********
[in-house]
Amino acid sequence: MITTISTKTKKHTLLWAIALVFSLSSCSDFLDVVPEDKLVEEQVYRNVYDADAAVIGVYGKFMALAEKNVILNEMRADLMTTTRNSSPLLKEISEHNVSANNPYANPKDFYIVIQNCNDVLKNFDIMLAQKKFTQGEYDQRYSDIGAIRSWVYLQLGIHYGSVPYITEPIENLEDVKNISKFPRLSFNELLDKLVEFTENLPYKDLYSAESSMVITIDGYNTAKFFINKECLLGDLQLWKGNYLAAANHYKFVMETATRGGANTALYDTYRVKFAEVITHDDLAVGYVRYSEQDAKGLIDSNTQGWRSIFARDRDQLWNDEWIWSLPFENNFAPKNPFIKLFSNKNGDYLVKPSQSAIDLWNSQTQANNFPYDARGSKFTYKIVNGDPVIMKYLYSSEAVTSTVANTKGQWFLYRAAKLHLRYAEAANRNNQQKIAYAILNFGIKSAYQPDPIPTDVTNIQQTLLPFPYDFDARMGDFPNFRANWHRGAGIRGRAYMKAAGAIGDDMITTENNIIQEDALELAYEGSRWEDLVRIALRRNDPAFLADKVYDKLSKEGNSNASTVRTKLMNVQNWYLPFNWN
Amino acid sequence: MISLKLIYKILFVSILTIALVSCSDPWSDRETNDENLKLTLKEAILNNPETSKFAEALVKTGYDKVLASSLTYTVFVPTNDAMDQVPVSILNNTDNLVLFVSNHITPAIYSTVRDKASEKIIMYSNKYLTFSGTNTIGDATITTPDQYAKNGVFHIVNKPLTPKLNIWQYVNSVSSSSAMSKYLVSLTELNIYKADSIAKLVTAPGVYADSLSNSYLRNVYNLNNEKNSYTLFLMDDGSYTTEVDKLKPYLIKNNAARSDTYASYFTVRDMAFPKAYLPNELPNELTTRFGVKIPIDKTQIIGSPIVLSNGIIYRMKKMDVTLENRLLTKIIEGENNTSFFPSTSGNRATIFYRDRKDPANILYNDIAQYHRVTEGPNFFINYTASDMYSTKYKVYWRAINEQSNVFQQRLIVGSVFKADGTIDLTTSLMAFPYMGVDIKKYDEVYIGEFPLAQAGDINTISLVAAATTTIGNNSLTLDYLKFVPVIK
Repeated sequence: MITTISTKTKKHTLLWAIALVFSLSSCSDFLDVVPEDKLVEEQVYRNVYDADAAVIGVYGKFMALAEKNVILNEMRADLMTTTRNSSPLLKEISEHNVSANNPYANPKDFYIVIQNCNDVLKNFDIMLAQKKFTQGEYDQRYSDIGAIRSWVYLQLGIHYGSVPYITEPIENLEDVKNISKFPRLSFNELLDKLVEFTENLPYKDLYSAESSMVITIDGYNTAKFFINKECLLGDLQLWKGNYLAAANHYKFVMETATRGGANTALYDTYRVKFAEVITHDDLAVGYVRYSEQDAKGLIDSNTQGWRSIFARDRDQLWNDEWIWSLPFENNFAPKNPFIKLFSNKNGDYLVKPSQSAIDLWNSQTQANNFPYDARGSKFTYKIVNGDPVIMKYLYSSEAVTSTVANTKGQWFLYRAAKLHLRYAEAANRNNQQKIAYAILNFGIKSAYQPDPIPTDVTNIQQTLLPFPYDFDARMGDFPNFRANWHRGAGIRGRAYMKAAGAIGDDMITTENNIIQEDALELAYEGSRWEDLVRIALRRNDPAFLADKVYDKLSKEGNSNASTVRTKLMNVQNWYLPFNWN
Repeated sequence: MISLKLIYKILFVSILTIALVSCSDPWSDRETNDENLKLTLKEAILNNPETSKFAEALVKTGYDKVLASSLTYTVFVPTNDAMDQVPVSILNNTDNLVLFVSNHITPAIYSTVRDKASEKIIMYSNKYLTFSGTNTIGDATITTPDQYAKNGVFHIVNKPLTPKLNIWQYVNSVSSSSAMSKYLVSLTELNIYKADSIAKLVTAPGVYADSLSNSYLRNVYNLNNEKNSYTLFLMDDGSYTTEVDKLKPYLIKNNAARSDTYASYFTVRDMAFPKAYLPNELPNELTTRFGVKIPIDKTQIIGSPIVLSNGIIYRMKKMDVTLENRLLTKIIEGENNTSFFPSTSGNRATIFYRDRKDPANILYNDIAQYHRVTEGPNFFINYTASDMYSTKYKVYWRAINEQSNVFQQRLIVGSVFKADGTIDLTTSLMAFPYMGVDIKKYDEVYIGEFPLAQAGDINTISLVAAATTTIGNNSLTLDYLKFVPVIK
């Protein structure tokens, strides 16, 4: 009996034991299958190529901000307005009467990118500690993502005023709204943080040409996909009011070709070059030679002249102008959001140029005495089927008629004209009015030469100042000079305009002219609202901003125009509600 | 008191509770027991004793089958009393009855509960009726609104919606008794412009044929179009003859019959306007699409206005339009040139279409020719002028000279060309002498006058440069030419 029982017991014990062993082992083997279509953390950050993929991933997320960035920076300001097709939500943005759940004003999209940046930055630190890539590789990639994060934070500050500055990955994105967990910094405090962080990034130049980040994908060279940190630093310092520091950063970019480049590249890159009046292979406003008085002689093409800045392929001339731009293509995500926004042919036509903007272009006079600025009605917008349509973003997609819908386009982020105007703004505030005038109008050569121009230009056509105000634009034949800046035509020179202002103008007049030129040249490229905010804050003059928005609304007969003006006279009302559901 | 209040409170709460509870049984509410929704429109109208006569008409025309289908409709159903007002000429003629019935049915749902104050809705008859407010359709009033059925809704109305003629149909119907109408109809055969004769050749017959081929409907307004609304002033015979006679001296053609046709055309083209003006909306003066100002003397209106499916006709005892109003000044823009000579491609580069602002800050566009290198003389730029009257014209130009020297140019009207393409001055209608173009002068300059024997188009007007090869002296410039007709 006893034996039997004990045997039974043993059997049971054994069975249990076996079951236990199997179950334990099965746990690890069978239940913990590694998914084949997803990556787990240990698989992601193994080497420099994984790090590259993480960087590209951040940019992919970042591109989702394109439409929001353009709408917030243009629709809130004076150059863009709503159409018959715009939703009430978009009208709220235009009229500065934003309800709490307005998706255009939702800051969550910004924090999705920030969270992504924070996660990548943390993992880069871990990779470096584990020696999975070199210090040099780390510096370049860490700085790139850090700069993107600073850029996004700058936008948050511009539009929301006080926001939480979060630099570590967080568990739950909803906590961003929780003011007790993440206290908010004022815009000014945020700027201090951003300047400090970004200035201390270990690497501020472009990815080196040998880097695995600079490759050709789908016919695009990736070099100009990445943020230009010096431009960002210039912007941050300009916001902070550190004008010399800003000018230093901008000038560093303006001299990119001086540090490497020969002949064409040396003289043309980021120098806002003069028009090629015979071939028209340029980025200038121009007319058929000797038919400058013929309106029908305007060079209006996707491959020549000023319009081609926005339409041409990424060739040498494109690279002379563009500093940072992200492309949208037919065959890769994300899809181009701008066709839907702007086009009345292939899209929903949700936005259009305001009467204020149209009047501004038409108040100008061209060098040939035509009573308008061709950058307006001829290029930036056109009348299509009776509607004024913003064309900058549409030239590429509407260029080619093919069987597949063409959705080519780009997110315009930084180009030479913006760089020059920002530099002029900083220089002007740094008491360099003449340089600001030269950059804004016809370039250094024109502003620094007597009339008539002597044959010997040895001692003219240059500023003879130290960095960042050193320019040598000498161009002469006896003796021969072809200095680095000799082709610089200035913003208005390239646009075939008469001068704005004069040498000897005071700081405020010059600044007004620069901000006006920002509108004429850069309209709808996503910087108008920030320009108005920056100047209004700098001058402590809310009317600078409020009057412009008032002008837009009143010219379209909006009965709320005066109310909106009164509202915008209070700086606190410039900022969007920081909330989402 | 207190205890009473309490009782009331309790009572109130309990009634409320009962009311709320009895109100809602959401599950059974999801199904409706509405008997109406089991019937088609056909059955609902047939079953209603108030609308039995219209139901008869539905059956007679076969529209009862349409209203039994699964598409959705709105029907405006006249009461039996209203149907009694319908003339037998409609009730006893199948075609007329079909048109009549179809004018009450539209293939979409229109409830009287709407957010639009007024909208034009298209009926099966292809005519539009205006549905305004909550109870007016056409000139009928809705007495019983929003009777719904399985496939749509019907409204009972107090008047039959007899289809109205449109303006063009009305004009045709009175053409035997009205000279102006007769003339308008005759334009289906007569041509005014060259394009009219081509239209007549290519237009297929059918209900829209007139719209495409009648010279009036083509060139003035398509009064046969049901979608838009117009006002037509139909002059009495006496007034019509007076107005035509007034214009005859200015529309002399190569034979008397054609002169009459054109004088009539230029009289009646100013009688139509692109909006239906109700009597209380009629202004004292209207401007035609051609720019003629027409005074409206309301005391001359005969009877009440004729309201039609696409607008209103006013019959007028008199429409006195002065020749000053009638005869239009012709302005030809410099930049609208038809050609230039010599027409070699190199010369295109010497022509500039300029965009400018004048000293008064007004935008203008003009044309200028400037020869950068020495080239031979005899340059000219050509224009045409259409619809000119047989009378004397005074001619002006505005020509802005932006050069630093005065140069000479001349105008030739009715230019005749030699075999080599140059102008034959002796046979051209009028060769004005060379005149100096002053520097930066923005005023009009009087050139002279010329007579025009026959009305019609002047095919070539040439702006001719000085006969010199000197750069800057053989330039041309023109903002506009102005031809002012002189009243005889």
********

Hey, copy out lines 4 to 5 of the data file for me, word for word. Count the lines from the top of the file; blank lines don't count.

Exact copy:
Repeated sequence: MITTISTKTKKHTLLWAIALVFSLSSCSDFLDVVPEDKLVEEQVYRNVYDADAAVIGVYGKFMALAEKNVILNEMRADLMTTTRNSSPLLKEISEHNVSANNPYANPKDFYIVIQNCNDVLKNFDIMLAQKKFTQGEYDQRYSDIGAIRSWVYLQLGIHYGSVPYITEPIENLEDVKNISKFPRLSFNELLDKLVEFTENLPYKDLYSAESSMVITIDGYNTAKFFINKECLLGDLQLWKGNYLAAANHYKFVMETATRGGANTALYDTYRVKFAEVITHDDLAVGYVRYSEQDAKGLIDSNTQGWRSIFARDRDQLWNDEWIWSLPFENNFAPKNPFIKLFSNKNGDYLVKPSQSAIDLWNSQTQANNFPYDARGSKFTYKIVNGDPVIMKYLYSSEAVTSTVANTKGQWFLYRAAKLHLRYAEAANRNNQQKIAYAILNFGIKSAYQPDPIPTDVTNIQQTLLPFPYDFDARMGDFPNFRANWHRGAGIRGRAYMKAAGAIGDDMITTENNIIQEDALELAYEGSRWEDLVRIALRRNDPAFLADKVYDKLSKEGNSNASTVRTKLMNVQNWYLPFNWN
Repeated sequence: MISLKLIYKILFVSILTIALVSCSDPWSDRETNDENLKLTLKEAILNNPETSKFAEALVKTGYDKVLASSLTYTVFVPTNDAMDQVPVSILNNTDNLVLFVSNHITPAIYSTVRDKASEKIIMYSNKYLTFSGTNTIGDATITTPDQYAKNGVFHIVNKPLTPKLNIWQYVNSVSSSSAMSKYLVSLTELNIYKADSIAKLVTAPGVYADSLSNSYLRNVYNLNNEKNSYTLFLMDDGSYTTEVDKLKPYLIKNNAARSDTYASYFTVRDMAFPKAYLPNELPNELTTRFGVKIPIDKTQIIGSPIVLSNGIIYRMKKMDVTLENRLLTKIIEGENNTSFFPSTSGNRATIFYRDRKDPANILYNDIAQYHRVTEGPNFFINYTASDMYSTKYKVYWRAINEQSNVFQQRLIVGSVFKADGTIDLTTSLMAFPYMGVDIKKYDEVYIGEFPLAQAGDINTISLVAAATTTIGNNSLTLDYLKFVPVIK